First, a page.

Reid's been across the cabinet - his survival skills are well honed. He must therefore know that the real threat he facts is not from within his department; he's successfully implanted the message that the Home Office is "not fit for purpose" and continues today to firefight future fiascos by claiming that these are inevitable.

No, Reid knows that the real threat to his future lies in the post-Blair settlement, and his statements about the Home Office are made with one eye on his position in Brown's first cabinet.

His determination to split the Home Office is part of this. Despite the range of posts he's held previously, he hasn't stayed long in any of them. Health, Defence, Cabinet Office - Reid is the troubleshooter, the bruiser, the roll-up-your-sleeves and get it done strong man. He's not there for the long haul: he doesn't know how. Moreover, he hasn't exactly made many friends at the Home Office. The risk, therefore, is that he'll be left in post by Brown.

This would be a disaster for Reid. He must ask how long it will be before the "not fit for purpose" epithet ceases to be applied to the department and begins to be applied to the minister. Thus he has decided to lobby for the department to be split: rather than captain a cursed ship, he'll scupper it, return to port and wait for another command.

This is a risky strategy: the Home Office is one of the great offices of state, and if Reid wants a promotion, there is only the Foreign Office and the Treasury to aspire to - and Brown has his favoured candidates for both of these.

Before Christmas, Reid was widely tipped as a potential Deputy Leadership contestant. Recently, these whispers have died away (he's now out to 33/1 with Ladbrokes.) He would appear to have let it be known that the Deputy Leadership is not for him.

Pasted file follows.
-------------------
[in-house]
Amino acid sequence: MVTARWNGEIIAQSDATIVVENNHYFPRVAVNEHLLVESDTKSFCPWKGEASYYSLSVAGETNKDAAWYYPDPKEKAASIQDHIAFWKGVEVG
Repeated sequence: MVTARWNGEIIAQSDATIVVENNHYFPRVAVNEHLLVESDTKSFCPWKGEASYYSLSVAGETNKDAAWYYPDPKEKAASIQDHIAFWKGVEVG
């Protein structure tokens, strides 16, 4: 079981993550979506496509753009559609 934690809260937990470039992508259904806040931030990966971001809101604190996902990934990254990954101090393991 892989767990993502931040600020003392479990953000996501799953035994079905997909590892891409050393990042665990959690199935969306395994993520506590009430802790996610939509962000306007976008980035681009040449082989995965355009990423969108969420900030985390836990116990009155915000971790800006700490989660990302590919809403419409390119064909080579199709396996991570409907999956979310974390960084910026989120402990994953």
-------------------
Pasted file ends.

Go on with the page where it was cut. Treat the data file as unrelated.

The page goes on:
I wonder why.

Sunday, 28 January 2007

Cameron's Observer article - Exclusive early draft

No one will be left behind in a Tory Britain

Especially not my briefcase! Jeeves has it in the Jag

By vigorously promoting equal opportunity and fairness, we will make this a better country for all

David Cameron (Sorry Danny, your name doesn't have the same recognition at the Observer)

The subject of community cohesion, for understandable reasons, has become prominent in our national conversation over the past few years. But it is a challenge we have faced before: the question of how we live together is as old as humanity itself. Throughout history, there have been periods when Britain has not been entirely comfortable with itself or individual communities within it.

Nice and trite to start - like it. Don't want the lefties carking it from a coronary before they get halfway through...

Who would now question the contribution made by Jewish people to British society - or even talk about there being a conflict between being British and Jewish? And yet, only 50 years ago, this was exactly the debate going on in both the Jewish and non-Jewish communities. More recently, Britain's Irish community was questioning and being questioned about its loyalty to Britain.

Bloody hell, our lot won't like this. Can we have some more like your other one? Bit worried that we share a definition of "being questioned" with Birmingham CID circa 1974. Also, massive missed opportunity here: this bit's crying out for a nice "cricket test" reference. Ah well, best not bring up embarrassing past episodes - the Ashes were a disaster.

Each time, over time, we have kept our country together by having faith in our institutions and our way of doing things: freedom under the rule of law, a common culture defined by pluralism and tolerance and a distinctively British approach (calm, thoughtful, reasonable) to potentially incendiary issues. The challenge today may have its own specific characteristics, but our approach should be the same. In that context, I am concerned by the direction that the debate on cohesion has taken recently. I believe it is time for a more British approach.

Yes! A More British Approach! They come over here, taking our jobs, taking our approaches... Like it, like it.

First, we must not fall for the illusion that the problems of community cohesion can be solved simply through top-down, quick-fix state action. State action is certainly necessary today, but it is not sufficient. Second, it must be the right kind of action, expressed in a calm, thoughtful and reasonable way.

We've had enough of quick-fix state solutions! We need the state to come up with a new solution! And Quick!